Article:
Advocates of robotically assisted prostatectomy argue that the procedure brings a number of advantages. Among them: less blood loss, shorter stays in the hospital and faster recovery times. However, it isn't clear that the robotically assisted procedures provide an advantage when it comes to survival rates and urinary and erection problems. And it costs significantly more. Ashutosh Tewari, system chairman of the department of urology at Mount Sinai Health System in New York City, believes the robotic surgery is better.
Experts have warned for years that robots will replace humans in restaurants. Instead, a twist on that prediction is unfolding. Amid the lowest unemployment in years, fast-food restaurants are turning to machines--not to get rid of workers, but because they can't find enough. The hospitality industry had 844,000 unfilled positions in April, a record high, according to the Labor Department. Employment in food service and drinking places has increased by 1.6 million since May 2013 to 11.9 million in May 2018.
"This crash would not have occurred if Vasquez would have been monitoring the vehicle and roadway conditions and was not distracted," the Tempe, Ariz., police report said. The police report said Ms. Vasquez could face vehicular manslaughter charges. Tempe police have referred the case to the Yavapai County attorney's office, where a spokeswoman said the matter is under review. Uber said in a statement it has a "a strict policy prohibiting mobile device usage for anyone operating our self-driving vehicles." Ms. Vasquez, who no longer works for Uber, couldn't be reached for comment.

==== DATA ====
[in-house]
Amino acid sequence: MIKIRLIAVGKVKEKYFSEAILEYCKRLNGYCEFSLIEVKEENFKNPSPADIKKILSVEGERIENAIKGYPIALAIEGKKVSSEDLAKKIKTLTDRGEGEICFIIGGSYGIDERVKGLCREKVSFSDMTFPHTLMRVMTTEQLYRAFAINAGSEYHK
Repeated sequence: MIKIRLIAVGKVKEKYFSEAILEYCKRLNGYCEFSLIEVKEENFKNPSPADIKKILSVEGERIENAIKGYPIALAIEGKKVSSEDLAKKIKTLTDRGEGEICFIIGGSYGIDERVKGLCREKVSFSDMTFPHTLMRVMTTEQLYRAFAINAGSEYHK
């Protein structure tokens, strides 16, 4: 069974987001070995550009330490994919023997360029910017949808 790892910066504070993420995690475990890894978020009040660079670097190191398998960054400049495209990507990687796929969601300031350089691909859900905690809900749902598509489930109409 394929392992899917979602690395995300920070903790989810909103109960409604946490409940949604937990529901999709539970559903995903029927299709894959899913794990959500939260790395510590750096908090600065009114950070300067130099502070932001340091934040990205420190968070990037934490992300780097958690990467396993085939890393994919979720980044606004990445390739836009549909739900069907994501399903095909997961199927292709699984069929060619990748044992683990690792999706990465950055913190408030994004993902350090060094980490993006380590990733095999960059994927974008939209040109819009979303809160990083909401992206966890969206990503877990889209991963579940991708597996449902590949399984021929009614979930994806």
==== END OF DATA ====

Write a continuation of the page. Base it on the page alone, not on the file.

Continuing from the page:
Face recognition is a stark example of a technology that is being deployed faster than society and the law can adopt new norms and rules. It lets governments and private enterprise track citizens anywhere there is a camera, even if they're not carrying any devices. In general, people who are in public don't have any legal expectation of privacy and can be photographed or recorded. Because of this, the technology has the potential to be more intrusive than phone tracking, the legality of which the U.S. Supreme Court will soon decide. There are only two states, Texas and Illinois, that limit private companies' ability to track people via their faces.
On June 27, he and Steven Frehn, a mechanical engineer, will open Creator, a San Francisco burger shop where a robot preps, cooks and assembles your meal. Creator is betting that robotic efficiency and consistency, combined with techniques borrowed from Michelin-star chefs, will lead to a better burger--for the relatively affordable price of $6. The restaurant is designed with the muted colors and clean lines of a luxury home-goods store. All the better to focus on the real stars: two 14-foot-long burger-making machines, each comprised of roughly 7,000 parts, including hundreds of sensors. Buns, tomatoes, onions, pickles, seasonings and sauces are stored in clear tubes, which sit over a copper conveyor belt on a wooden base carved into Zaha-Hadid-style swooping lines.